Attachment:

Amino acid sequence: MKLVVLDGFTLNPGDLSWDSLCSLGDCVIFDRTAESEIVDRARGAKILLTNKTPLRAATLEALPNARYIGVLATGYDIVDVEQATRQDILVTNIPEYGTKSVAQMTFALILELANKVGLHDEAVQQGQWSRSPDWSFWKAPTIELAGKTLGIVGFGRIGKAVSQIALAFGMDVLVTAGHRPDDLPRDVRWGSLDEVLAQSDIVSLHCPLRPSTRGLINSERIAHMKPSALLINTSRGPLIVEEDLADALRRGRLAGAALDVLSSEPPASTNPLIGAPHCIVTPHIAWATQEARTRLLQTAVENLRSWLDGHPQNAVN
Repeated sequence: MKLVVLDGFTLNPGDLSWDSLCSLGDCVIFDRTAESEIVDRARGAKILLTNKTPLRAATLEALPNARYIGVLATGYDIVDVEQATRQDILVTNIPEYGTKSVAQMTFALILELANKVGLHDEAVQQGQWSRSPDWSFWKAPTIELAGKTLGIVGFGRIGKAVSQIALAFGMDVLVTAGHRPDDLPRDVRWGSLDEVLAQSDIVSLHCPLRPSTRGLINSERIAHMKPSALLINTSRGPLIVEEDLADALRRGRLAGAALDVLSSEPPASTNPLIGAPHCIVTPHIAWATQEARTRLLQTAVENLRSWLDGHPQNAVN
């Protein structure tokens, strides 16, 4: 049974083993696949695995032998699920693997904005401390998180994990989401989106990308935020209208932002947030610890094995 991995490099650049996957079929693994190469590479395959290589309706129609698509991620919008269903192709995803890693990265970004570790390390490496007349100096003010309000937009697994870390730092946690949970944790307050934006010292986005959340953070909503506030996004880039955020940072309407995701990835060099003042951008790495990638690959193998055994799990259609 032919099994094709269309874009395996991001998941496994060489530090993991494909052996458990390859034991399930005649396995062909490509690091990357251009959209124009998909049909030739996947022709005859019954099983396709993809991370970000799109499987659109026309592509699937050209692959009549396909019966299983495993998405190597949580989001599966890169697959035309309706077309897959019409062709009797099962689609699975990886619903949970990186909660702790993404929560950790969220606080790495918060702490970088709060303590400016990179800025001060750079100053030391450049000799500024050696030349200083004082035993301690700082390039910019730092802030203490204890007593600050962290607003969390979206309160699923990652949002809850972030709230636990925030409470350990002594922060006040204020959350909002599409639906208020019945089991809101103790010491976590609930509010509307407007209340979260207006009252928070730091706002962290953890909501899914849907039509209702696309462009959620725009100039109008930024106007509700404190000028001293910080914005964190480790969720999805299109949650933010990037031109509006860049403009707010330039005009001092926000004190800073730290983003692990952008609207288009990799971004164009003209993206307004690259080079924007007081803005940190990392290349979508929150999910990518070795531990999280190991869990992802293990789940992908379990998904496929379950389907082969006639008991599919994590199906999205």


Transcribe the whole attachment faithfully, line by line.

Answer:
Amino acid sequence: MKLVVLDGFTLNPGDLSWDSLCSLGDCVIFDRTAESEIVDRARGAKILLTNKTPLRAATLEALPNARYIGVLATGYDIVDVEQATRQDILVTNIPEYGTKSVAQMTFALILELANKVGLHDEAVQQGQWSRSPDWSFWKAPTIELAGKTLGIVGFGRIGKAVSQIALAFGMDVLVTAGHRPDDLPRDVRWGSLDEVLAQSDIVSLHCPLRPSTRGLINSERIAHMKPSALLINTSRGPLIVEEDLADALRRGRLAGAALDVLSSEPPASTNPLIGAPHCIVTPHIAWATQEARTRLLQTAVENLRSWLDGHPQNAVN
Repeated sequence: MKLVVLDGFTLNPGDLSWDSLCSLGDCVIFDRTAESEIVDRARGAKILLTNKTPLRAATLEALPNARYIGVLATGYDIVDVEQATRQDILVTNIPEYGTKSVAQMTFALILELANKVGLHDEAVQQGQWSRSPDWSFWKAPTIELAGKTLGIVGFGRIGKAVSQIALAFGMDVLVTAGHRPDDLPRDVRWGSLDEVLAQSDIVSLHCPLRPSTRGLINSERIAHMKPSALLINTSRGPLIVEEDLADALRRGRLAGAALDVLSSEPPASTNPLIGAPHCIVTPHIAWATQEARTRLLQTAVENLRSWLDGHPQNAVN
């Protein structure tokens, strides 16, 4: 049974083993696949695995032998699920693997904005401390998180994990989401989106990308935020209208932002947030610890094995 991995490099650049996957079929693994190469590479395959290589309706129609698509991620919008269903192709995803890693990265970004570790390390490496007349100096003010309000937009697994870390730092946690949970944790307050934006010292986005959340953070909503506030996004880039955020940072309407995701990835060099003042951008790495990638690959193998055994799990259609 032919099994094709269309874009395996991001998941496994060489530090993991494909052996458990390859034991399930005649396995062909490509690091990357251009959209124009998909049909030739996947022709005859019954099983396709993809991370970000799109499987659109026309592509699937050209692959009549396909019966299983495993998405190597949580989001599966890169697959035309309706077309897959019409062709009797099962689609699975990886619903949970990186909660702790993404929560950790969220606080790495918060702490970088709060303590400016990179800025001060750079100053030391450049000799500024050696030349200083004082035993301690700082390039910019730092802030203490204890007593600050962290607003969390979206309160699923990652949002809850972030709230636990925030409470350990002594922060006040204020959350909002599409639906208020019945089991809101103790010491976590609930509010509307407007209340979260207006009252928070730091706002962290953890909501899914849907039509209702696309462009959620725009100039109008930024106007509700404190000028001293910080914005964190480790969720999805299109949650933010990037031109509006860049403009707010330039005009001092926000004190800073730290983003692990952008609207288009990799971004164009003209993206307004690259080079924007007081803005940190990392290349979508929150999910990518070795531990999280190991869990992802293990789940992908379990998904496929379950389907082969006639008991599919994590199906999205």